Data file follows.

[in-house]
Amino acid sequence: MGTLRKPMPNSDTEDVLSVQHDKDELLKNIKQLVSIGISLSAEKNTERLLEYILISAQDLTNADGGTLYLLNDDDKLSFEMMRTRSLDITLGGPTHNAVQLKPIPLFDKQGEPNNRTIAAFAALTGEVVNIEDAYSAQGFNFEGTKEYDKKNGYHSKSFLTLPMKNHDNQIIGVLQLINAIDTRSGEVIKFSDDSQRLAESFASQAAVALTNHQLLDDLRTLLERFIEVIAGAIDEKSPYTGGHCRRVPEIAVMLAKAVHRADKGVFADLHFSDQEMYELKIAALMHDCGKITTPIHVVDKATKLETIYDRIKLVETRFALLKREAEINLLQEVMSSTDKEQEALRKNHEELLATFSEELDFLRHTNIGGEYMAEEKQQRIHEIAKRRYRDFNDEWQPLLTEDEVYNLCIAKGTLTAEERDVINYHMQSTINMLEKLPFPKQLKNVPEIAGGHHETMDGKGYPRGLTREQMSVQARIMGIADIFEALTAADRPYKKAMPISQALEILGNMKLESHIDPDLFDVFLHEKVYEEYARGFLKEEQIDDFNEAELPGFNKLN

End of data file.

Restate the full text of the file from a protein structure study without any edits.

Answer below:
[in-house]
Amino acid sequence: MGTLRKPMPNSDTEDVLSVQHDKDELLKNIKQLVSIGISLSAEKNTERLLEYILISAQDLTNADGGTLYLLNDDDKLSFEMMRTRSLDITLGGPTHNAVQLKPIPLFDKQGEPNNRTIAAFAALTGEVVNIEDAYSAQGFNFEGTKEYDKKNGYHSKSFLTLPMKNHDNQIIGVLQLINAIDTRSGEVIKFSDDSQRLAESFASQAAVALTNHQLLDDLRTLLERFIEVIAGAIDEKSPYTGGHCRRVPEIAVMLAKAVHRADKGVFADLHFSDQEMYELKIAALMHDCGKITTPIHVVDKATKLETIYDRIKLVETRFALLKREAEINLLQEVMSSTDKEQEALRKNHEELLATFSEELDFLRHTNIGGEYMAEEKQQRIHEIAKRRYRDFNDEWQPLLTEDEVYNLCIAKGTLTAEERDVINYHMQSTINMLEKLPFPKQLKNVPEIAGGHHETMDGKGYPRGLTREQMSVQARIMGIADIFEALTAADRPYKKAMPISQALEILGNMKLESHIDPDLFDVFLHEKVYEEYARGFLKEEQIDDFNEAELPGFNKLN